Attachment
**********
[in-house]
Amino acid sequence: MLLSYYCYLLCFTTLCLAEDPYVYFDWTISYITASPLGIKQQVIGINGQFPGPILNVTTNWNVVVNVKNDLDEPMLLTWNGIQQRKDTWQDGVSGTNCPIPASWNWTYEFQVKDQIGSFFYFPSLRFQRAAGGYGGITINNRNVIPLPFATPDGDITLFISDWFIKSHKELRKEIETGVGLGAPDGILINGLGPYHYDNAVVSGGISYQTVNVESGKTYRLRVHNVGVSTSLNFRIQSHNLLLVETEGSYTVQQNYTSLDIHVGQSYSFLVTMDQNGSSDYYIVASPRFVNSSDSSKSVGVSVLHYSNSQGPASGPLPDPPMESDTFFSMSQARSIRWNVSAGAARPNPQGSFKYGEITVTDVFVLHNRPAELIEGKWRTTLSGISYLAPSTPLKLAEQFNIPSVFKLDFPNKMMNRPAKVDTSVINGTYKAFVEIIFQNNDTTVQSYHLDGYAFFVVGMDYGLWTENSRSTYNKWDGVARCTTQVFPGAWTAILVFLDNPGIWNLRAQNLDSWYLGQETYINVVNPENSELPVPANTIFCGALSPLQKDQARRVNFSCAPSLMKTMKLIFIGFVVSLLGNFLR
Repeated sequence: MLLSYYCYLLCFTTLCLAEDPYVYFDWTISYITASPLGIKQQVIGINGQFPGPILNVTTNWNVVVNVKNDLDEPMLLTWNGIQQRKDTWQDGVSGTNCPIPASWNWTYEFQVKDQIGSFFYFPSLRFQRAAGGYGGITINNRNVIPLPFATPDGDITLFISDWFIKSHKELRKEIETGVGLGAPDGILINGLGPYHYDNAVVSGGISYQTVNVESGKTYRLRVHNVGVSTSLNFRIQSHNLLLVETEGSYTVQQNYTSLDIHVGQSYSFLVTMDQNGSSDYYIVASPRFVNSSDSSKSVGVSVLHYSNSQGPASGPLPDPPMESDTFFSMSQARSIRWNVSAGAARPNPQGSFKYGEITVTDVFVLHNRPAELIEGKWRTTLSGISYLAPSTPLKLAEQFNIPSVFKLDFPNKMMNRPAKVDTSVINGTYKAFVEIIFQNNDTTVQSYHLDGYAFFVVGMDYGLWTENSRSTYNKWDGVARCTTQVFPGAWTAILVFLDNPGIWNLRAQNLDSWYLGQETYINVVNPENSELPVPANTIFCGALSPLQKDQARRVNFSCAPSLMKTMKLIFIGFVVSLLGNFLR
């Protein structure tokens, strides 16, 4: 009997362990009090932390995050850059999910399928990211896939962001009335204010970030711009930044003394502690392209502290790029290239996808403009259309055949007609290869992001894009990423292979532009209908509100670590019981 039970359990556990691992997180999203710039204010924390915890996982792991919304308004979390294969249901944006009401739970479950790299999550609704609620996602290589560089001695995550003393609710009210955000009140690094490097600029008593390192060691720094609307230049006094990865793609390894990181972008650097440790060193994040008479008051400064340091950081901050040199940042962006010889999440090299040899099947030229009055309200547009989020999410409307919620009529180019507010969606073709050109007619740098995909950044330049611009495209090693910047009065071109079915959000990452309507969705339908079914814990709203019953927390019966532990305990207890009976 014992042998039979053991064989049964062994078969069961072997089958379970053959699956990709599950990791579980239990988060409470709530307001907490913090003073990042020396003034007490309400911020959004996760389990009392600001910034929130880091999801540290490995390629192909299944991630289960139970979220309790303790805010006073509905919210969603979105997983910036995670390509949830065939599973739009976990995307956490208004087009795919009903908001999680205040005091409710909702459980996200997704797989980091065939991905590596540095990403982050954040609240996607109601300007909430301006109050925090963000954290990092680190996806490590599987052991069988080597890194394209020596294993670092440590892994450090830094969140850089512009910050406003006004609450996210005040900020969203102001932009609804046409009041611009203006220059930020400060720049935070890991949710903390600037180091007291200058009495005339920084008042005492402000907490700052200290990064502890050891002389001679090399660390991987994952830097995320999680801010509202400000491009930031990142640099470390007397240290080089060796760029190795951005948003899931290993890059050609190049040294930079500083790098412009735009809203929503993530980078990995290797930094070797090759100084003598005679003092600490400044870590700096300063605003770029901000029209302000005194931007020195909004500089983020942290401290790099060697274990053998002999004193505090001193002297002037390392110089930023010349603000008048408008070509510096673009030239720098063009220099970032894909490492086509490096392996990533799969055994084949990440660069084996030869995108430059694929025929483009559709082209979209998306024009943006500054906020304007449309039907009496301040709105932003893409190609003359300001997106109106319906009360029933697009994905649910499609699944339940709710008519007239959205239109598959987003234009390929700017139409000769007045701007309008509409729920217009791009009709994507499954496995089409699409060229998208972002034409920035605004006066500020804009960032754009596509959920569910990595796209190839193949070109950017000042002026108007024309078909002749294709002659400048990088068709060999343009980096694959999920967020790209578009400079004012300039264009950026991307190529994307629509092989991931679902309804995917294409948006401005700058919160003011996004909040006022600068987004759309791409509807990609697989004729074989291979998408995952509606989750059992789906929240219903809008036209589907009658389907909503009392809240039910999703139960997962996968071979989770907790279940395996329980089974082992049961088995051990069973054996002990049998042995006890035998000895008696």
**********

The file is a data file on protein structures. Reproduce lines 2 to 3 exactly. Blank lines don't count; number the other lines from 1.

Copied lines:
Amino acid sequence: MLLSYYCYLLCFTTLCLAEDPYVYFDWTISYITASPLGIKQQVIGINGQFPGPILNVTTNWNVVVNVKNDLDEPMLLTWNGIQQRKDTWQDGVSGTNCPIPASWNWTYEFQVKDQIGSFFYFPSLRFQRAAGGYGGITINNRNVIPLPFATPDGDITLFISDWFIKSHKELRKEIETGVGLGAPDGILINGLGPYHYDNAVVSGGISYQTVNVESGKTYRLRVHNVGVSTSLNFRIQSHNLLLVETEGSYTVQQNYTSLDIHVGQSYSFLVTMDQNGSSDYYIVASPRFVNSSDSSKSVGVSVLHYSNSQGPASGPLPDPPMESDTFFSMSQARSIRWNVSAGAARPNPQGSFKYGEITVTDVFVLHNRPAELIEGKWRTTLSGISYLAPSTPLKLAEQFNIPSVFKLDFPNKMMNRPAKVDTSVINGTYKAFVEIIFQNNDTTVQSYHLDGYAFFVVGMDYGLWTENSRSTYNKWDGVARCTTQVFPGAWTAILVFLDNPGIWNLRAQNLDSWYLGQETYINVVNPENSELPVPANTIFCGALSPLQKDQARRVNFSCAPSLMKTMKLIFIGFVVSLLGNFLR
Repeated sequence: MLLSYYCYLLCFTTLCLAEDPYVYFDWTISYITASPLGIKQQVIGINGQFPGPILNVTTNWNVVVNVKNDLDEPMLLTWNGIQQRKDTWQDGVSGTNCPIPASWNWTYEFQVKDQIGSFFYFPSLRFQRAAGGYGGITINNRNVIPLPFATPDGDITLFISDWFIKSHKELRKEIETGVGLGAPDGILINGLGPYHYDNAVVSGGISYQTVNVESGKTYRLRVHNVGVSTSLNFRIQSHNLLLVETEGSYTVQQNYTSLDIHVGQSYSFLVTMDQNGSSDYYIVASPRFVNSSDSSKSVGVSVLHYSNSQGPASGPLPDPPMESDTFFSMSQARSIRWNVSAGAARPNPQGSFKYGEITVTDVFVLHNRPAELIEGKWRTTLSGISYLAPSTPLKLAEQFNIPSVFKLDFPNKMMNRPAKVDTSVINGTYKAFVEIIFQNNDTTVQSYHLDGYAFFVVGMDYGLWTENSRSTYNKWDGVARCTTQVFPGAWTAILVFLDNPGIWNLRAQNLDSWYLGQETYINVVNPENSELPVPANTIFCGALSPLQKDQARRVNFSCAPSLMKTMKLIFIGFVVSLLGNFLR